Transfer of mortgage is a transaction where either the borrower or lender assigns an existing mortgage (bank loan to purchase a residential property) from the current holder to another person or entity. Homeowners who are unable to keep current on their mortgage payments may seek a transfer so that they do not default and go into foreclosure.

Not all mortgages are eligible for transfer. In order to transfer a mortgage, the lender will need to verify that the person or entity that will assume the mortgage has adequate income and credit history to be able to make payments in a timely manner.

Breaking Down Transfer of Mortgage

If a borrower is not allowed to transfer a mortgage, due to the loan's underwriting, they may need to explore other options to avoid foreclosure. For example, they could work with their lender to see if it is possible to add another borrower/owner to the mortgage, which would enable him/her to make payments toward the unpaid loan balance. Or they could sell the home and have a potential buyer, colleague, family member, or another entity agree to make up any difference between the home's sale price and the unpaid loan balance.

Why a Transfer of Mortgage Might be Desired Over a Sale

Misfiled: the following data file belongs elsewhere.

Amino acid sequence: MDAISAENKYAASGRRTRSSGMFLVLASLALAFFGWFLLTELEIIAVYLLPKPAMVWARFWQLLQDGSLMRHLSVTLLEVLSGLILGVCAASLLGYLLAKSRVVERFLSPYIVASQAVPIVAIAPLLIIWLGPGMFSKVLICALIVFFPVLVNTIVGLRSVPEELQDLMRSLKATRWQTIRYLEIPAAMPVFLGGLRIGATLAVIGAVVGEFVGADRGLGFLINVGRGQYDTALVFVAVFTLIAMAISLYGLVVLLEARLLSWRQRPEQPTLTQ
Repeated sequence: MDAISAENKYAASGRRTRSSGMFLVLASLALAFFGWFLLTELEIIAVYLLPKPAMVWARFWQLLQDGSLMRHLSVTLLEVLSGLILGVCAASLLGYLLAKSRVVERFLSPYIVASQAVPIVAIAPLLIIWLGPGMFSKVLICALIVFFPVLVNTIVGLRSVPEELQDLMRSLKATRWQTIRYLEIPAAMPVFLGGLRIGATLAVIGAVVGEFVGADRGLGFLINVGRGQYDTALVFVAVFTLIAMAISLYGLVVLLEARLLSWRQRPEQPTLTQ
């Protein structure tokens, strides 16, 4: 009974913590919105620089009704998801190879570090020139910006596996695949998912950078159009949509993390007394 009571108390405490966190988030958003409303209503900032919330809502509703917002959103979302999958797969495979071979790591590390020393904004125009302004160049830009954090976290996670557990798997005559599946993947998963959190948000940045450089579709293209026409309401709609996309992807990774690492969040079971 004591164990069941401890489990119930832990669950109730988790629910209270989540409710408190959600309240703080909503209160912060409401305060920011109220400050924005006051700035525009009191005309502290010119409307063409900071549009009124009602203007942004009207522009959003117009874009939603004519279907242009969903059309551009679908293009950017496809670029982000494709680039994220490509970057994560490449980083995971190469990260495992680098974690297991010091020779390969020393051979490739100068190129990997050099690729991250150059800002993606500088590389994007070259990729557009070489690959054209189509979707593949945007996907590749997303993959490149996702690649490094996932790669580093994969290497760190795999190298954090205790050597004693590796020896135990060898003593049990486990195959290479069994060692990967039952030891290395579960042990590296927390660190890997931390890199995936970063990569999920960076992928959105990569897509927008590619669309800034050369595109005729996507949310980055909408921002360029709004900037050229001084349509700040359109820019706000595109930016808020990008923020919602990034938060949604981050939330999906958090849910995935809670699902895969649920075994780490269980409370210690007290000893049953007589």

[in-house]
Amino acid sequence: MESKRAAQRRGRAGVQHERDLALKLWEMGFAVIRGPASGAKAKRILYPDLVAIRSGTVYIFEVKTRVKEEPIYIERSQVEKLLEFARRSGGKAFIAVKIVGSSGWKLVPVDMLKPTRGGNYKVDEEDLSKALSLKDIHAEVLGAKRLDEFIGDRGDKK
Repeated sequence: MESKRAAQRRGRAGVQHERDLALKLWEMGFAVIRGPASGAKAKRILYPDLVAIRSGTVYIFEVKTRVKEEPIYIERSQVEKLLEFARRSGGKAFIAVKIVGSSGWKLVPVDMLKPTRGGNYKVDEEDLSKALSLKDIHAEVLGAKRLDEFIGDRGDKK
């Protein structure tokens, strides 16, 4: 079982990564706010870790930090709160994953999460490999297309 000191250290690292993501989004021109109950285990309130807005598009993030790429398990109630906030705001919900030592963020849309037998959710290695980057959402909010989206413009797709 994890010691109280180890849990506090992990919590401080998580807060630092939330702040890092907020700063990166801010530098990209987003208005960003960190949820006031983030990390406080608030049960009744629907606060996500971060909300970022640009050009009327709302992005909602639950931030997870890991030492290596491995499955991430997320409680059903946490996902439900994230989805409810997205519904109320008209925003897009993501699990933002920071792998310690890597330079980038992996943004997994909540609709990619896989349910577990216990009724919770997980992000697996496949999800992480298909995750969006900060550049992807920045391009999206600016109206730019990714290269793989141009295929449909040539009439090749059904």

A buyer may want to take on an older mortgage because such a transfer could let them take advantage of previous interest rates that may have been lower than the current market rates. A transfer of the mortgage, if completed successfully without challenge or stipulations, would not change the terms or length of the loan, leaving just the remaining outstanding balance to be paid off. Through a transfer of the mortgage, a buyer might also avoid having to pay closing costs that are associated with buying a home with a new mortgage.

Lenders who want to deter a transfer of mortgage might include a clause in the mortgage that requires the remaining balance of the loan to be due on the sale of the property. This would force the seller to come up with the full balance that was due and likewise compel the buyer to take out a new mortgage to make the purchase.

It is possible to avoid triggering such a “due on sale” clause by transferring the mortgage to an immediate family member. Further, the transfer may be a result of an inheritance following the death of the borrower, and the family member is moving into the home. In such an instance, the lender might not have grounds to prevent the transfer of the mortgage.